Google is expanding its network of undersea internet cables with a new fiber optic line running between the US and South America.
The Firmina cable, named after Brazilian abolitionist Maria Firmina dos Reis, will run from the east coast of the US to Argentina, with two branches docking in Brazil and Uruguay.
Once finished, Firmina will be the longest subsea cable capable of running from a single power source, minimizing the likelihood of a power-related blackout.
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“With submarine cables, data travels as pulses of light inside the cable’s optical fibers. That light is amplified every 100km with a high-voltage electrical current supplied at landing stations in each country,” explained Google in a blog post (opens in new tab).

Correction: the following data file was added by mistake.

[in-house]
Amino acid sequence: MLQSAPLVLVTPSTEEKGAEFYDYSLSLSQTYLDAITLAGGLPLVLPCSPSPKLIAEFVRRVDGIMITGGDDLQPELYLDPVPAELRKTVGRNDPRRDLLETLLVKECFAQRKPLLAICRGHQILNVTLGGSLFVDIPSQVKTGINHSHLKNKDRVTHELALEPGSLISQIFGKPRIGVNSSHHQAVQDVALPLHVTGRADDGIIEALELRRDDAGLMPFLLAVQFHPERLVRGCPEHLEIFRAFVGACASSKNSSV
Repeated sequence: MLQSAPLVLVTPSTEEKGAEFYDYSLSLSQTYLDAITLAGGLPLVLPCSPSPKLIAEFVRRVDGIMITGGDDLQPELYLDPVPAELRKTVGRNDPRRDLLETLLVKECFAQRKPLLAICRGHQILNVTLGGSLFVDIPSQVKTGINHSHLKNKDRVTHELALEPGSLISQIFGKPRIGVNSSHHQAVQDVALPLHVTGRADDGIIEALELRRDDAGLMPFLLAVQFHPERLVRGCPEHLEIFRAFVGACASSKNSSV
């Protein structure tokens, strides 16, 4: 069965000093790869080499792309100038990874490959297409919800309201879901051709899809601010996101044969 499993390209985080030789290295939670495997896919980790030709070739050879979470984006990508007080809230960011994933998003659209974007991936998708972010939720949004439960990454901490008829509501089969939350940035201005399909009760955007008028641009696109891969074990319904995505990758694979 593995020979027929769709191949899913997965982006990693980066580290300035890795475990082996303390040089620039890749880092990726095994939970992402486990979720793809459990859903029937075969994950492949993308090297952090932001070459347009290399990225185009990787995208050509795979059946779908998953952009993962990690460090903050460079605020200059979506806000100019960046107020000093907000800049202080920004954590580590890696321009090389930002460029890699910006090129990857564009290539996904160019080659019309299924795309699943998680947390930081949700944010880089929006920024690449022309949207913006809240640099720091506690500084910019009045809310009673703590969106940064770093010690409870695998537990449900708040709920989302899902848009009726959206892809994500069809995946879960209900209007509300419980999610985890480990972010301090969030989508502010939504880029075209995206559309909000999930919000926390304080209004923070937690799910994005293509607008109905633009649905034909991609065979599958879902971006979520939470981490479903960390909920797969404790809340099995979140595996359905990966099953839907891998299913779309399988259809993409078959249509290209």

“While shorter cable systems can enjoy the higher availability of power feeding from a single end, longer cables with large fiber-pair counts make this harder to do.”
Firmina will address this issue by hitting the cable with 20% higher voltage than traditional systems.
Google undersea web cable
With twelve fiber pairs, Firmina will also be among the highest capacity subsea cables in the world. For perspective, a single fiber pair is capable of carrying millions of high-definition videos simultaneously.
Google says the new cable will help give users in South America fast and low-latency access to its various products, such as Search, Gmail, Youtube and Google Cloud services.
The hope is also to provide an all-important boost to resiliency, during a period in which connectivity is more important than ever, with opportunity for physical travel limited by the pandemic.
With Firmina, Google now owns at least a portion of sixteen different subsea cables, many of which are co-owned with fellow tech giants Amazon, Microsoft and Facebook.
The new cable also extends the company’s existing network in the region, which includes Tannat, Monet and Junior cables that serve various areas of South America.
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